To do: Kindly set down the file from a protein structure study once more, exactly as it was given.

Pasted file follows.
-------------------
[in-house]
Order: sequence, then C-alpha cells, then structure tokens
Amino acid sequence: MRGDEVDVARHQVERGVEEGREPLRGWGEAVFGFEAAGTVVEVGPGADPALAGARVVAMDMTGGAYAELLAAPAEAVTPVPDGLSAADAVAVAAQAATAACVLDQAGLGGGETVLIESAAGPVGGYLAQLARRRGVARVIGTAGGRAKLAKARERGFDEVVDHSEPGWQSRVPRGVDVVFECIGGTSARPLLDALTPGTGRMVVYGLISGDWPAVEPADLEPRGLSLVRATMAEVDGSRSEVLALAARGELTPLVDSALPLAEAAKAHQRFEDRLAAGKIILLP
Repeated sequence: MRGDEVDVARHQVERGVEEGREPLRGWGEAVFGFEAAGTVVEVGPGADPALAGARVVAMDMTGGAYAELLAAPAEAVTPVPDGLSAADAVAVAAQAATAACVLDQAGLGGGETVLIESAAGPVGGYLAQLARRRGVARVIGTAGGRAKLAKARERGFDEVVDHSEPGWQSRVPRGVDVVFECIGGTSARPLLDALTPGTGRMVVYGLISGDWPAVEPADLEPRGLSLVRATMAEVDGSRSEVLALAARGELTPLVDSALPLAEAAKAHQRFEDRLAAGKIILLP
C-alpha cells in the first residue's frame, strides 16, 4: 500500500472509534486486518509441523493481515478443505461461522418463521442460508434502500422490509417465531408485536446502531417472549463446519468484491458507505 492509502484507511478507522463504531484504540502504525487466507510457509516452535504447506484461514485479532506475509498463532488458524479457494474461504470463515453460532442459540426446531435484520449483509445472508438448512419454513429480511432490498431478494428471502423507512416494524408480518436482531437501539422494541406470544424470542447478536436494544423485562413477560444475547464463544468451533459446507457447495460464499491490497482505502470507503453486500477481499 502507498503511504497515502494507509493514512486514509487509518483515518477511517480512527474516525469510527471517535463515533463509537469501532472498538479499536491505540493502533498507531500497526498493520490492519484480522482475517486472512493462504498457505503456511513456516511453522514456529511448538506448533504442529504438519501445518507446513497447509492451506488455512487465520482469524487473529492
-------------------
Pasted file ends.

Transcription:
[in-house]
Order: sequence, then C-alpha cells, then structure tokens
Amino acid sequence: MRGDEVDVARHQVERGVEEGREPLRGWGEAVFGFEAAGTVVEVGPGADPALAGARVVAMDMTGGAYAELLAAPAEAVTPVPDGLSAADAVAVAAQAATAACVLDQAGLGGGETVLIESAAGPVGGYLAQLARRRGVARVIGTAGGRAKLAKARERGFDEVVDHSEPGWQSRVPRGVDVVFECIGGTSARPLLDALTPGTGRMVVYGLISGDWPAVEPADLEPRGLSLVRATMAEVDGSRSEVLALAARGELTPLVDSALPLAEAAKAHQRFEDRLAAGKIILLP
Repeated sequence: MRGDEVDVARHQVERGVEEGREPLRGWGEAVFGFEAAGTVVEVGPGADPALAGARVVAMDMTGGAYAELLAAPAEAVTPVPDGLSAADAVAVAAQAATAACVLDQAGLGGGETVLIESAAGPVGGYLAQLARRRGVARVIGTAGGRAKLAKARERGFDEVVDHSEPGWQSRVPRGVDVVFECIGGTSARPLLDALTPGTGRMVVYGLISGDWPAVEPADLEPRGLSLVRATMAEVDGSRSEVLALAARGELTPLVDSALPLAEAAKAHQRFEDRLAAGKIILLP
C-alpha cells in the first residue's frame, strides 16, 4: 500500500472509534486486518509441523493481515478443505461461522418463521442460508434502500422490509417465531408485536446502531417472549463446519468484491458507505 492509502484507511478507522463504531484504540502504525487466507510457509516452535504447506484461514485479532506475509498463532488458524479457494474461504470463515453460532442459540426446531435484520449483509445472508438448512419454513429480511432490498431478494428471502423507512416494524408480518436482531437501539422494541406470544424470542447478536436494544423485562413477560444475547464463544468451533459446507457447495460464499491490497482505502470507503453486500477481499 502507498503511504497515502494507509493514512486514509487509518483515518477511517480512527474516525469510527471517535463515533463509537469501532472498538479499536491505540493502533498507531500497526498493520490492519484480522482475517486472512493462504498457505503456511513456516511453522514456529511448538506448533504442529504438519501445518507446513497447509492451506488455512487465520482469524487473529492